Analyzing Stripped Sour Water

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Application Summary

Analytes H2S (hydrogen sulfide), NH3 (ammonia)
Detector OMA-300 Process Analyzer
Process Stream stripped sour water

Introduction

In the context of petrochemical refining and wastewater treatment, water containing H2S is referred to as “sour.” The sulfide loading lends an unpleasant odor and makes the water corrosive. Additionally, the presence of H2S in certain water pipes can serve as an indicator of equipment problems, e.g. heat exchanger leaks.

In a refinery, sour water must be cleaned of its sulfide content before being recycled or released to the environment. This cleaning process is known as “stripping” because it flows gas (air or steam) through the sour water to strip H2S and NH3 out of the water. To verify that the sour water is being effectively stripped, online analysis is required in the stripped water stream.

The OMA system applies the power of dispersive UV-Vis absorbance spectroscopy to this analysis. In applications where the water is too dark or dirty to transmit a light signal, Applied Analytics utilizes our expertise in headspace sampling design, thus providing a proven analytical solution for water streams where other analyzers have failed.

OMA Benefits: Stripped Sour Water

  • Continuously measures H2S and NH3 concentrations in water using dispersive UV-Vis absorbance spectrophotometer
  • Totally solid state build with no moving parts — modern design for low maintenance
  • Capable of analyzing opaque/dirty water using headspace sampling option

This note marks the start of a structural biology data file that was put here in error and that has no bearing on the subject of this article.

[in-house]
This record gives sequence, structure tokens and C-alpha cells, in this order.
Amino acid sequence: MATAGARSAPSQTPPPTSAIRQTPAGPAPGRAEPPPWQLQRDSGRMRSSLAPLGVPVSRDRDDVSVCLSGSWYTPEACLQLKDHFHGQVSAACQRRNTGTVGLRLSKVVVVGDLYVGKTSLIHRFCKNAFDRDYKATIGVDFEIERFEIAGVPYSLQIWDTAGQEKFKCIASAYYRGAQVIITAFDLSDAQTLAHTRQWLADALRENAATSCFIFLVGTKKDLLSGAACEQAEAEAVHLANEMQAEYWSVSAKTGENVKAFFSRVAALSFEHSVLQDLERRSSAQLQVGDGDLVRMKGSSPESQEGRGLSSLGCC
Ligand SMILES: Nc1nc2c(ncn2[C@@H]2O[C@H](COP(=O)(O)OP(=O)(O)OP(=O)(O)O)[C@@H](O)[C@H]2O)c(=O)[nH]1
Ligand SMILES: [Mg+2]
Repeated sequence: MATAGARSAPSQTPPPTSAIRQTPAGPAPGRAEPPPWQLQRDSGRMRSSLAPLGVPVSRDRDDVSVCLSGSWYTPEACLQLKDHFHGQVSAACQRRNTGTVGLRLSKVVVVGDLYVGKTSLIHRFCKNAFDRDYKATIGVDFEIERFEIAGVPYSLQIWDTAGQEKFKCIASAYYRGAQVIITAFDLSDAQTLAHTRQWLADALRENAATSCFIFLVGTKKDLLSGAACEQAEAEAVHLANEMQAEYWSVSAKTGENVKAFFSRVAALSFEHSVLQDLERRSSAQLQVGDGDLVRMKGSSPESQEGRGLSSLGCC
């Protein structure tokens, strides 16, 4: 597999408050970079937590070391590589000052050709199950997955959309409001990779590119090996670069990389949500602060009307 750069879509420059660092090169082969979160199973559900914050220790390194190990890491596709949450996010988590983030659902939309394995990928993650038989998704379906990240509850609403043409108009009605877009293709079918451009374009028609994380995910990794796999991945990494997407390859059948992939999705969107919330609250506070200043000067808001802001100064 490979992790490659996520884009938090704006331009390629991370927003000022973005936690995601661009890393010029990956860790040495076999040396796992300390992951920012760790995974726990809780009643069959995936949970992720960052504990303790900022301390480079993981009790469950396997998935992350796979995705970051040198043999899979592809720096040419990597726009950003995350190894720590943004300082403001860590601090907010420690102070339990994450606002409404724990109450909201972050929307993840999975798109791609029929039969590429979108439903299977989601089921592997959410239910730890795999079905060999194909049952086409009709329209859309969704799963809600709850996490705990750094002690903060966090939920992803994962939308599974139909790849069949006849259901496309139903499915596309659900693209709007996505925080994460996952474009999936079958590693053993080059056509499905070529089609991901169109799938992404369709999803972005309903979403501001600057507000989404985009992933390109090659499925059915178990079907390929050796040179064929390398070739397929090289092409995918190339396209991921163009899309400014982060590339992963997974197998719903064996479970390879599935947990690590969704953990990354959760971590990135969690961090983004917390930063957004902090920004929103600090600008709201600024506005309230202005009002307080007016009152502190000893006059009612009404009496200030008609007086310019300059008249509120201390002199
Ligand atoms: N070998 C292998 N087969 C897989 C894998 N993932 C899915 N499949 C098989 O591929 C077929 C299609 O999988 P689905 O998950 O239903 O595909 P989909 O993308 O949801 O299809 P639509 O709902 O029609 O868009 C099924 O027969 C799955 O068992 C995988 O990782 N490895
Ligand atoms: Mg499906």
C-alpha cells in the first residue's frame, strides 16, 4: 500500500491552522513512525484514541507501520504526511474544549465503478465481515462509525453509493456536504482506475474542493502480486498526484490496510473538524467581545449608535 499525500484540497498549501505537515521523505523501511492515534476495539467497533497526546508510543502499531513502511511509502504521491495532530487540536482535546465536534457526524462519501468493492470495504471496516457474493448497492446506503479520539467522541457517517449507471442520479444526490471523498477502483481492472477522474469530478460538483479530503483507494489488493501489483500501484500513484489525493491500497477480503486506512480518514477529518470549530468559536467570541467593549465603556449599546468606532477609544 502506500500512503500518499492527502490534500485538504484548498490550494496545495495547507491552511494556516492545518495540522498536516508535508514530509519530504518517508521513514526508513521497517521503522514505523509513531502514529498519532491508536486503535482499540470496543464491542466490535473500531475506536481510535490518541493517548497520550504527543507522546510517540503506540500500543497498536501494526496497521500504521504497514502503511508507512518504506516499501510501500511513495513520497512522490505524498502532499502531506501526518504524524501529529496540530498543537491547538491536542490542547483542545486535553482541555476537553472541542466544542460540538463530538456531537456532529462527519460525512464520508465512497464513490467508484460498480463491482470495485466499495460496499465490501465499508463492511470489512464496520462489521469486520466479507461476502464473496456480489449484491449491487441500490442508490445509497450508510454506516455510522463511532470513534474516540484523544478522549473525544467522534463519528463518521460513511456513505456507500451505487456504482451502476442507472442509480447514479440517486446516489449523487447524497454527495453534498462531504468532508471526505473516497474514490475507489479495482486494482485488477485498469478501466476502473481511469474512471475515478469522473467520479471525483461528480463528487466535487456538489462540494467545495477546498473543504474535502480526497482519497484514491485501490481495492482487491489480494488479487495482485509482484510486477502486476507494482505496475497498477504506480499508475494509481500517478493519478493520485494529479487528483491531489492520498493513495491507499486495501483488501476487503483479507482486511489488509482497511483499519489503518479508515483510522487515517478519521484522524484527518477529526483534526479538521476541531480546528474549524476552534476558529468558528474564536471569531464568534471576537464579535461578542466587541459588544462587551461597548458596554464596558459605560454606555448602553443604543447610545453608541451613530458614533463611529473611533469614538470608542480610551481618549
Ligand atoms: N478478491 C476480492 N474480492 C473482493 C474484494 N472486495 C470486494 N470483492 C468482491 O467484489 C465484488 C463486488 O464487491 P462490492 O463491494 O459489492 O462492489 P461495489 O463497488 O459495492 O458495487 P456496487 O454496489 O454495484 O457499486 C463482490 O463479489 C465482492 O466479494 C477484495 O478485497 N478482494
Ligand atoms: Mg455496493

• Fully automated using Auto Zero to normalize spectrophotometer on zero-analyte process water
  • Decades of field-proven performance in diverse water compositions

The Headspace Solution for Opaque Sour Water

Henry’s Law states that the amount of a certain gas dissolved in a solution at a given temperature is directly proportional to the partial pressure of that gas above the solution. The major implication of this for water analysis is that, given certain constant conditions, the chemical composition of the headspace gas correlates directly to the composition of the opaque liquid sample. The conditions which must remain constant (temperature, pressure, carrier gas flow rate, and liquid sample flow rate) are all held constant by the headspace system.

To create a representative vapor-phase sample from the water, the headspace system uses a temperature-controlled column (24” high by 2” diameter). The opaque liquid sample flows in from the top while carrier gas (typically nitrogen) flows in from the bottom. The carrier gas picks up the molecules that evaporate from the liquid sample and carries them out of the column and into the flow cell for optical analysis.

Analyzing Stripped Sour Water--headpace-schematic-column

The held temperature determines the partial pressure mix of compounds in the headspace gas. This allows us to hold the temperature of the column at a point where we get an extremely useful vapor-phase sample that contains the analyte but very low levels of interfering compounds like aromatics and phenols (due to the difference in Henry’s law constants between the analyte and the interfering compounds).

The OMA Double Headspace System for H2S and NH3

Measuring H2S and NH3 simultaneously in the effluent water from a stripping operation requires twofold application of the headspace principle, since the two analytes have different Henry’s Law constants.